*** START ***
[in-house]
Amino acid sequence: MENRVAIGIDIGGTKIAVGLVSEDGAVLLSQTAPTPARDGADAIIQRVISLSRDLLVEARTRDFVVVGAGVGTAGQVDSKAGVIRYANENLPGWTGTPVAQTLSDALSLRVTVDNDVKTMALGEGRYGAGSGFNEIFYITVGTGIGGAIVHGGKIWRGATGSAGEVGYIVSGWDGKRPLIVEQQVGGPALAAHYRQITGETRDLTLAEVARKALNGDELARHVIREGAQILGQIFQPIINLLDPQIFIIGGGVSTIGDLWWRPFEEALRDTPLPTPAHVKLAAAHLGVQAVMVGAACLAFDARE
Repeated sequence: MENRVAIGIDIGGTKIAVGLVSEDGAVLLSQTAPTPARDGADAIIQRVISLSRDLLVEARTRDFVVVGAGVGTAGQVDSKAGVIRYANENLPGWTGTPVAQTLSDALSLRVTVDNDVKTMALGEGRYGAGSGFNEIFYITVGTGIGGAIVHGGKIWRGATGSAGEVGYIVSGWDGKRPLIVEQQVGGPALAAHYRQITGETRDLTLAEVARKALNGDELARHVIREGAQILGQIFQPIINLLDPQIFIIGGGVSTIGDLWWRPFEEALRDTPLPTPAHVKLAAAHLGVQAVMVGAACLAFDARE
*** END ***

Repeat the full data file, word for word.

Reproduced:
[in-house]
Amino acid sequence: MENRVAIGIDIGGTKIAVGLVSEDGAVLLSQTAPTPARDGADAIIQRVISLSRDLLVEARTRDFVVVGAGVGTAGQVDSKAGVIRYANENLPGWTGTPVAQTLSDALSLRVTVDNDVKTMALGEGRYGAGSGFNEIFYITVGTGIGGAIVHGGKIWRGATGSAGEVGYIVSGWDGKRPLIVEQQVGGPALAAHYRQITGETRDLTLAEVARKALNGDELARHVIREGAQILGQIFQPIINLLDPQIFIIGGGVSTIGDLWWRPFEEALRDTPLPTPAHVKLAAAHLGVQAVMVGAACLAFDARE
Repeated sequence: MENRVAIGIDIGGTKIAVGLVSEDGAVLLSQTAPTPARDGADAIIQRVISLSRDLLVEARTRDFVVVGAGVGTAGQVDSKAGVIRYANENLPGWTGTPVAQTLSDALSLRVTVDNDVKTMALGEGRYGAGSGFNEIFYITVGTGIGGAIVHGGKIWRGATGSAGEVGYIVSGWDGKRPLIVEQQVGGPALAAHYRQITGETRDLTLAEVARKALNGDELARHVIREGAQILGQIFQPIINLLDPQIFIIGGGVSTIGDLWWRPFEEALRDTPLPTPAHVKLAAAHLGVQAVMVGAACLAFDARE